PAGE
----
An honest look at life as a working--and pumping--mom.
I’ve pumped milk approximately 1,000 times. Here’s the math: 2 babies, 40 weeks per baby, 5 days a week, 2-3 pumping sessions per day. My two little redheads are now 2 ½ and 4 ½, and I’ve since retired my pump, but I remember quite vividly the 20 months we spent practically attached at the...breast.
I breastfed both of my boys until each was about 13 months old, and I certainly felt like a slightly-insane milk machine both times. Every day, I lugged a huge bag full of pump parts to work, and every night, I spent what seemed like hours washing them with bottle brushes, sterilizing them in those microwavable sterilization bags, and re-packing for the next day. I also had the added fun of having excess lipase in my milk, which made it turn sour after 4 hours if I didn’t scald it at 160 degrees for 15 seconds. So added to my pumping equipment at work was a Munchkin bottle warmer and a candy thermometer – it looked like there was a science experiment going on under my desk after each pumping session.
It was extremely rewarding, creating this nourishment for my babies each day, and really helped me feel an important connection to them even when I couldn’t physically be with them. But it was also exhausting, logistically challenging and maddening at times. It was hard work.
I recognize I was extremely lucky as far as these things go. I was able to have a pump at home and one at work, so I didn’t need to worry about lugging the machinery back and forth. I had extra sets of pump parts, so I didn’t have to wash them throughout the day. I had an office with a closed door. And I had an understanding boss, who didn’t question the year’s worth of 30-minute “Holds” I put on my Outlook calendar. Those were pretty great conditions compared to what some women endure while pumping at work.
Still, the work grind required all sorts of maneuvers to keep up the pumping. Traveling was its own adventure. My first work trip away from my baby was to Chicago when he was 6 months old. I did a whirlwind 36-hour trip to give a talk at a conference, and with all the emotions of being postpartum, pumping, and missing my baby, I was a mess. I remember staring longingly at any airplane-bound baby and feeling entirely awkward and conspicuous pumping while sitting in my airplane seat. (I couldn’t figure out where else to do it, as the seatbelt sign was on, and I was leaking!) And when my hotel noted that I would have to pay extra for the refrigerator in my room to store my milk, I discovered that saying the word “breastfeeding” loudly in the hotel lobby helps encourage them to take that charge off the bill.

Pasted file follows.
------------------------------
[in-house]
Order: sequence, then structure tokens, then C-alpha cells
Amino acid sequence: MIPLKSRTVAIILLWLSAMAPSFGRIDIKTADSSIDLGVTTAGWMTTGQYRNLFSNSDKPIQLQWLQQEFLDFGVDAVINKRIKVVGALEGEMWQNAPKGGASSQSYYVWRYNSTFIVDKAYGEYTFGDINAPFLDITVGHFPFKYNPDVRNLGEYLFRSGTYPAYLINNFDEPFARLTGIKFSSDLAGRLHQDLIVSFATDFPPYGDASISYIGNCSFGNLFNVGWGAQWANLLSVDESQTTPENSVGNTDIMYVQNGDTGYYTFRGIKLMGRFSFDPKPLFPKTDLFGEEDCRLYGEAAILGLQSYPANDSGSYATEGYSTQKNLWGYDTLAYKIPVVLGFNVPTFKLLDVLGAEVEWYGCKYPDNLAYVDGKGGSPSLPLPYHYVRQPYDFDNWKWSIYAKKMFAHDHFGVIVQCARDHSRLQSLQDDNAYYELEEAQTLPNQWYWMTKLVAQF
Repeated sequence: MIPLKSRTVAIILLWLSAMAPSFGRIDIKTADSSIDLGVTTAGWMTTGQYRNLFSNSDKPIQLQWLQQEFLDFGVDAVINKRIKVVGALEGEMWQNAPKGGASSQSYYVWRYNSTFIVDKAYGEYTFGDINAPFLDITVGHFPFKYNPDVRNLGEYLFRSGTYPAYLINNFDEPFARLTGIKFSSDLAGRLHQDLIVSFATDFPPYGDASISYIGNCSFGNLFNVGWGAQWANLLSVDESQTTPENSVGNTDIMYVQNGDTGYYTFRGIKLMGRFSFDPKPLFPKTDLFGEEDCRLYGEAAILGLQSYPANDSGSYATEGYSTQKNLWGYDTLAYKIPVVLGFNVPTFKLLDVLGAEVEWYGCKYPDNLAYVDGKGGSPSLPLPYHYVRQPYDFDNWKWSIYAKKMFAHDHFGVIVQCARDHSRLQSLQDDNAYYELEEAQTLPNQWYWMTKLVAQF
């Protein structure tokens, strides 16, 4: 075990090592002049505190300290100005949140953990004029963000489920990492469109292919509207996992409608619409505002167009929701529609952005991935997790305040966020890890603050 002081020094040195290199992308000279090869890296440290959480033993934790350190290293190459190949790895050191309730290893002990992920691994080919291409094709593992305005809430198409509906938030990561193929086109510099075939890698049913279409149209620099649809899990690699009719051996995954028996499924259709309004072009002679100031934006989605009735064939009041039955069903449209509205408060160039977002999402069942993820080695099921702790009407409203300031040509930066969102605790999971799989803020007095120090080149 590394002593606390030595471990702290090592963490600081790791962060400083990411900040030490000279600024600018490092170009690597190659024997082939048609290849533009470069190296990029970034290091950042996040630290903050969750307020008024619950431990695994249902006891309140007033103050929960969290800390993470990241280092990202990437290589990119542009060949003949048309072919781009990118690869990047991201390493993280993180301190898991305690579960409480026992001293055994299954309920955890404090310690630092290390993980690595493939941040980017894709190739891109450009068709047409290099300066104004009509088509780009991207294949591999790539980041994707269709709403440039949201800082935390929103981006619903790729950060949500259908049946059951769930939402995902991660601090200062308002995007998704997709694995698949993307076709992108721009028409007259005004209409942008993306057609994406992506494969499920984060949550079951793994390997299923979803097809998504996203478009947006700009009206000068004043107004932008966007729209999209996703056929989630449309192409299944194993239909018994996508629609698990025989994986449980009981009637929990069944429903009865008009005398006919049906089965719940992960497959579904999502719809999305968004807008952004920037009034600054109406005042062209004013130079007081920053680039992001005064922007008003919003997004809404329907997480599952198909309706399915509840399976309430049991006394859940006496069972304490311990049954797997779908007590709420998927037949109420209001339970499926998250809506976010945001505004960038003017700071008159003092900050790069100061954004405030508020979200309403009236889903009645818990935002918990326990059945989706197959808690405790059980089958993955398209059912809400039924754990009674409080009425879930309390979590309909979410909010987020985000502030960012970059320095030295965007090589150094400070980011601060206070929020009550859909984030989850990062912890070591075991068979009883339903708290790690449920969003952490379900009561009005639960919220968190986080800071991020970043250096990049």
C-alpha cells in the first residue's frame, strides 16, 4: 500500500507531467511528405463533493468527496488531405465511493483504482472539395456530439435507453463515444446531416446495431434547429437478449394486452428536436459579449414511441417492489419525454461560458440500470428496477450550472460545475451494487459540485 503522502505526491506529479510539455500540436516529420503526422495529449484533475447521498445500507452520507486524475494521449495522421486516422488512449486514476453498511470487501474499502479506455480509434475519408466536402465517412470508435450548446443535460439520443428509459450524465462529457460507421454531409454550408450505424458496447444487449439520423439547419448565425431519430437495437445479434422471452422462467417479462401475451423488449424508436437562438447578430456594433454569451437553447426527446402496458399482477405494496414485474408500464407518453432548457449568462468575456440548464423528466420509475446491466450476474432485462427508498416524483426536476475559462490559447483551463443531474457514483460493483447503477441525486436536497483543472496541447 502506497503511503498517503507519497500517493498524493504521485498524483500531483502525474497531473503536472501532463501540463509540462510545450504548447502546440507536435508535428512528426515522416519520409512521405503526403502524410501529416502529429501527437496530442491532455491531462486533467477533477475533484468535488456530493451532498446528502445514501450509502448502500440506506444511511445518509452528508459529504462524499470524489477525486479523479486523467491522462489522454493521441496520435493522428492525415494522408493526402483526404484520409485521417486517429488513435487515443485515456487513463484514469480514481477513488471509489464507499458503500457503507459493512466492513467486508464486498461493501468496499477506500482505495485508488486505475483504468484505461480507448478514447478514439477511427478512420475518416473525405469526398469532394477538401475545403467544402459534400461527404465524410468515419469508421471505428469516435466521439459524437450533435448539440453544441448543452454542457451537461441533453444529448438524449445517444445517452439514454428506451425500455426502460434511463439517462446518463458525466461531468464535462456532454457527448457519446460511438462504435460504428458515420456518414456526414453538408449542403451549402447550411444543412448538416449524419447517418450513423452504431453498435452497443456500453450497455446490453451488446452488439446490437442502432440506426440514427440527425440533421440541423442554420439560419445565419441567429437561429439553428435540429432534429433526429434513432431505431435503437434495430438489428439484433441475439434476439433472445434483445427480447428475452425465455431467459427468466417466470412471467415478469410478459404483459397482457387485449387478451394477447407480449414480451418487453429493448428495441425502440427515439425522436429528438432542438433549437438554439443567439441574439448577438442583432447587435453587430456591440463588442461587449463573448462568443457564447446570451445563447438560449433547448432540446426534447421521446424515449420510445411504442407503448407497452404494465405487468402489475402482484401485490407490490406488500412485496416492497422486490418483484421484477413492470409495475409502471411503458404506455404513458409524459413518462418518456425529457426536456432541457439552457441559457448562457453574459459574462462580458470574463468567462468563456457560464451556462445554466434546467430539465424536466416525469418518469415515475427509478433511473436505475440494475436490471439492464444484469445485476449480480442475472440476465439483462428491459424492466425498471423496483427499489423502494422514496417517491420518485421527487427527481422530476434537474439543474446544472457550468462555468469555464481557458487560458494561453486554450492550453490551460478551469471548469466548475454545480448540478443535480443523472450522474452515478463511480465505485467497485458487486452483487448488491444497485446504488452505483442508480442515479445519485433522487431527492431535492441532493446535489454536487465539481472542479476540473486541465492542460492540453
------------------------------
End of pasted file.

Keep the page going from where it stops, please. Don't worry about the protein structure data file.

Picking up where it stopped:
Pumping in trains required a certain amount of coordination and balance, as they rocked back and forth as I tried to hold the pump still in a not-exactly-sterile Amtrak bathroom. Scalding milk in a bottle warmer when hot water could come lurching out at you any minute was hilarious only in retrospect.
And then there were the days of desperately searching for a spot to pump when attending off-site meetings. My experience pumping in one of the Senate buildings on the Hill was calm, clean and even somewhat dignified, thanks to a fellow mama who had clearly been there. I had just come out of a meeting, needed to pump, and ducked into the bathroom. A kind woman heard the whoosh-whoosh of the pump and told me through the stalls that next time I should check out the nursing and pumping room in the basement of Congress. It’s always nice to know other mamas are looking out for you – and that the Federal Government supports breastfeeding mamas.
By the time my kiddos each passed the year mark, I was pretty ready to be done with my pumping adventures. Still, there was one last hurrah. On my final work trip while pumping, I attended a meeting in a building that required me to put my pump through the conveyor belt at security. The guard spent more time inspecting it than usual. Gleeful that I was at the end of my long pumping run, I declared cheerfully, “THIS is the last time I’ll be bringing this pump into this building!” The guard misunderstood my intent, though, hearing my comment as accusatory instead of revelatory. She profusely apologized, “It’s fine, it’s fine! You can bring the pump anytime you need to, ma’am!” Another awkward pumping moment.
Do I miss it? Nursing, yes. Pumping, no. But would I have done anything differently? Just one thing: I wouldn’t have put so much pressure on myself to eek out every last ounce. It turns out my babies would turn out just fine, no matter what.